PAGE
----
Looking back, two exhibitions that I organized in 2006 in the department's rotating gallery space set a future path for Newark's new initiative. This dedicated gallery space allowed for the presentation of exhibitions that might not otherwise be featured in the museum's primary—and much larger—changing exhibition gallery on the first floor, typically reserved for the hoped-for “blockbuster.” The first was Another Modernity: Works on Paper by Uche Okeke (February—July 2006). In developing the exhibition, I sought to foreground the creative process of this pioneering artist during the critical period that bookended Nigerian independence.6 I saw this kind of small, focused exhibition on an individual artist and an earlier historical period as a needed addition to the larger survey shows of contemporary African art at the time. The planning of the exhibition offered an opportunity to work with two interns, students at nearby Rutgers-Newark who, like Okeke, were Igbo. Having grown up primarily in the United States, they expressed a desire to learn more about their cultural heritage and took on the creation of a timeline of Nigerian political and cultural events that accompanied the exhibition. In framing the exhibition, I chose a title that signaled the plurality of modernisms beyond the dominant Western paradigm and, at the same time, deliberately avoided referencing Africa, or even Nigeria, in order to foreground the individual artist rather than his identity (getting the title approved by the museum's marketing department was, to my mind, one of the most significant achievements of this project).
Institutional concerns prior to the exhibition's opening that the topic was too esoteric were put to rest by its critical and popular reception (see Cotter 2006; Genocchio 2006). A highlight during the exhibition's run was an historic public dialogue at the museum reuniting the artist with the writer Chinua Achebe, whose 1958 book, Things Fall Apart, was originally illustrated by Okeke (Clarke of the Mapula Embroidery Project, sparked connections with the long tradition of quilting in the United States and Europe associated with weddings. These conversations reinforced the global nature of contemporary art and often blurred boundaries between art and craft.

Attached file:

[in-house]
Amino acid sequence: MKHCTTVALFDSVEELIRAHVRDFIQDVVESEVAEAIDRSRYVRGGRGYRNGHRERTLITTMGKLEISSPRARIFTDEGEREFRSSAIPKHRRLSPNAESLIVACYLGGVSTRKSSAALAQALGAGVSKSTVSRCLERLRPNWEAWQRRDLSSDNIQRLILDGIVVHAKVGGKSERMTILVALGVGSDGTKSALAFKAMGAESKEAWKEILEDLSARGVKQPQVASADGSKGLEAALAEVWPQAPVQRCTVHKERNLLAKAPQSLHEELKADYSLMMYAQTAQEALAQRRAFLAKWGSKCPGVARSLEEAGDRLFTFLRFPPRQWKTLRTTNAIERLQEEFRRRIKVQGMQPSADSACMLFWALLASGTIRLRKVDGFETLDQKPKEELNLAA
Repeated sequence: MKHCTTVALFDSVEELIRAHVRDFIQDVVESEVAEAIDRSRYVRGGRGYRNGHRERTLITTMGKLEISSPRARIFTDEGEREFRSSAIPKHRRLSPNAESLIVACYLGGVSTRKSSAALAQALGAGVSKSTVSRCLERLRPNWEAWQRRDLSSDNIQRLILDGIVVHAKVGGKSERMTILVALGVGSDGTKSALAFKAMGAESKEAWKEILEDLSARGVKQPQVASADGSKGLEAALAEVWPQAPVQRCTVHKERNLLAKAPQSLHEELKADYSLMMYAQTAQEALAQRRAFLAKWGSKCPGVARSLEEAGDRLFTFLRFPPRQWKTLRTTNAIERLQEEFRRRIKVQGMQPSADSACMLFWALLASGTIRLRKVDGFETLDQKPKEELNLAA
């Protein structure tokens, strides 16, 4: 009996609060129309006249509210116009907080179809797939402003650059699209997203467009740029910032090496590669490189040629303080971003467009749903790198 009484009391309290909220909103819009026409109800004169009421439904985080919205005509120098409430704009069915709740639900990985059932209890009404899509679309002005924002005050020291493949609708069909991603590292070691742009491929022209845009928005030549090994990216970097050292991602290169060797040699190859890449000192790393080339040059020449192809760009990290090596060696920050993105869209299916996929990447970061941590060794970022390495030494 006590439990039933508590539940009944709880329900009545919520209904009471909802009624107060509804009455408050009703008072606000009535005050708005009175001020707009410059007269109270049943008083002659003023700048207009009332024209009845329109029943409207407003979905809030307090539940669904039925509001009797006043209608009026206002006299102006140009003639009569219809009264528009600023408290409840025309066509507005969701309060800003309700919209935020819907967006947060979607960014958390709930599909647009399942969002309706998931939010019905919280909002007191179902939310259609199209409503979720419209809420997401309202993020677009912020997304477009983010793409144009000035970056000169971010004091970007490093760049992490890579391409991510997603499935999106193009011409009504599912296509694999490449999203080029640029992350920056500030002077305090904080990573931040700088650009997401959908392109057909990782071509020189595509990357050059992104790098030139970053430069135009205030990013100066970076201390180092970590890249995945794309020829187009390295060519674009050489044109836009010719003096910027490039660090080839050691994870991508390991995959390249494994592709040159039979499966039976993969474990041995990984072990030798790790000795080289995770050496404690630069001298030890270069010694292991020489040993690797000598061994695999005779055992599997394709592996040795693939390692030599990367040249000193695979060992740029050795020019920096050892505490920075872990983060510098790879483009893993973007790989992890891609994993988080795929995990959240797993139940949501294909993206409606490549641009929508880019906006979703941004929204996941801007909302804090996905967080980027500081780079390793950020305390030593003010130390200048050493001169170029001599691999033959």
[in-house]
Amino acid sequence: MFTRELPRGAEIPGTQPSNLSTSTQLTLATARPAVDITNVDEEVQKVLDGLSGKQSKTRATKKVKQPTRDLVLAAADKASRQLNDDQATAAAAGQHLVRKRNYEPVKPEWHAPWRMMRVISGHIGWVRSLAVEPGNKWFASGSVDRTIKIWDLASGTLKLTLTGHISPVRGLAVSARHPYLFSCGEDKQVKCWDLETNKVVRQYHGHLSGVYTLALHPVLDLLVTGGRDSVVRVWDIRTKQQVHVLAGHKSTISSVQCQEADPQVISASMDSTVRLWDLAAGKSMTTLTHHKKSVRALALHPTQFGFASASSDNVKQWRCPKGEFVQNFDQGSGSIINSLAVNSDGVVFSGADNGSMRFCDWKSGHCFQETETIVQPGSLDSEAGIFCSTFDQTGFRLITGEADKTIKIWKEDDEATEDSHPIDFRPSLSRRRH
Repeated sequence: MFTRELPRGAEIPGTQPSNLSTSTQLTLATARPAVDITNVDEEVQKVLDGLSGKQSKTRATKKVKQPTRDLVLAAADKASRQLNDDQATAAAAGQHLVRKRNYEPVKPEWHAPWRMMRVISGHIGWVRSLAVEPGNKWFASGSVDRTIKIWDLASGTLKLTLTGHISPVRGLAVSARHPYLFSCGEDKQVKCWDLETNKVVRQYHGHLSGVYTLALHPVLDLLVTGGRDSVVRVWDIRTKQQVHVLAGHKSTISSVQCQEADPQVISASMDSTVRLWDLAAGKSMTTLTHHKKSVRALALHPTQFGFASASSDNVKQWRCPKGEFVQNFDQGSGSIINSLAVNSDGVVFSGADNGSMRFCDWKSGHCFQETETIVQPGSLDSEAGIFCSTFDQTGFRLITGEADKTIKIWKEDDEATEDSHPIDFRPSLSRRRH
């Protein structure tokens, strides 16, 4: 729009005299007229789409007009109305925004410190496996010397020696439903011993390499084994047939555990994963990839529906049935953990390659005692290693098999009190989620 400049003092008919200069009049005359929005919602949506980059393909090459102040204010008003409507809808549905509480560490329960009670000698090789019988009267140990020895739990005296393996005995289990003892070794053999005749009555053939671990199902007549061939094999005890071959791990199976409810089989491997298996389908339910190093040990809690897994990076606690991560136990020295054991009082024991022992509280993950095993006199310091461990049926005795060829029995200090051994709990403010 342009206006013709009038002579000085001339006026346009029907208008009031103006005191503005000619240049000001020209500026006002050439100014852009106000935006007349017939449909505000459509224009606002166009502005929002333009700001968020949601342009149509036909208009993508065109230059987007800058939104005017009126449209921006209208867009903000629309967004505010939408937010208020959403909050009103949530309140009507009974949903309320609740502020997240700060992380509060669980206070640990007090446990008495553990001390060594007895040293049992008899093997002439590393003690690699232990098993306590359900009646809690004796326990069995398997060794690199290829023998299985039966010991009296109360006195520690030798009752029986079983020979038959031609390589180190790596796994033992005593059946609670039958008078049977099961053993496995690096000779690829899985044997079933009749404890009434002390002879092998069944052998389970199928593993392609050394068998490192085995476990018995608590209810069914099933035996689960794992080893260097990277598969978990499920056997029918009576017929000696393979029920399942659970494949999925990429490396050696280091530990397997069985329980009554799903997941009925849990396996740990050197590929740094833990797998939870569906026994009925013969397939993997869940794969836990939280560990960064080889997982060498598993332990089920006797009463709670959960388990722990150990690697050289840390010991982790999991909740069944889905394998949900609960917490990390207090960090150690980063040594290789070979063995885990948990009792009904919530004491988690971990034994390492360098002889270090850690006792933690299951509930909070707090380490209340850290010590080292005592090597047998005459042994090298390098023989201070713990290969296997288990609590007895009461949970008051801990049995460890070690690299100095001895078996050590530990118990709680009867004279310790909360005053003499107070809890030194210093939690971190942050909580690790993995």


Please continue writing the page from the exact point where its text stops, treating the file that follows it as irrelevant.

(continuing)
It seemed fitting to celebrate Newark's centennial with a twenty-first century take on its founding mission to collect the “art of our time.” My colleagues and I proposed a curatorial model for Unbounded that was cross-departmental, collaborative, and embraced a range of art-making practices: I served as the leader of an exhibition team that included the other three curators—Katherine Anne Paul (Arts of Asia), Ulysses Grant Dietz (Decorative Arts), and Beth Venn (American Art). Working together to develop the checklist and interpretative framework, we each brought our specialized perspectives to bear in the collaborative representation of contemporary art. The works selected for inclusion spanned the globe and included painting, sculpture, video art, industrial design, fashion, mixed media installation, jewelry, and “folk art.” For example, among the works I chose from my department (in addition to the acquisitions mentioned previously) were a painting by Togolese artist Sokey Edorh, a mixed media work by South African Senzeni Marasela, a sculptural installation by British-Nigerian artist Yinka Shonibare MBE, and a factory-print cloth outfit made by an unrecorded dressmaker for the Malian actress Fatoumata Coulibaly (Fig. 3). The institutional paradigm proposed through this exhibition reflected not only the plurality of artistic centers (beyond the Western “centers”) but also of art-making practices, offering what we hoped would be a more comprehensive perspective on global contemporary art.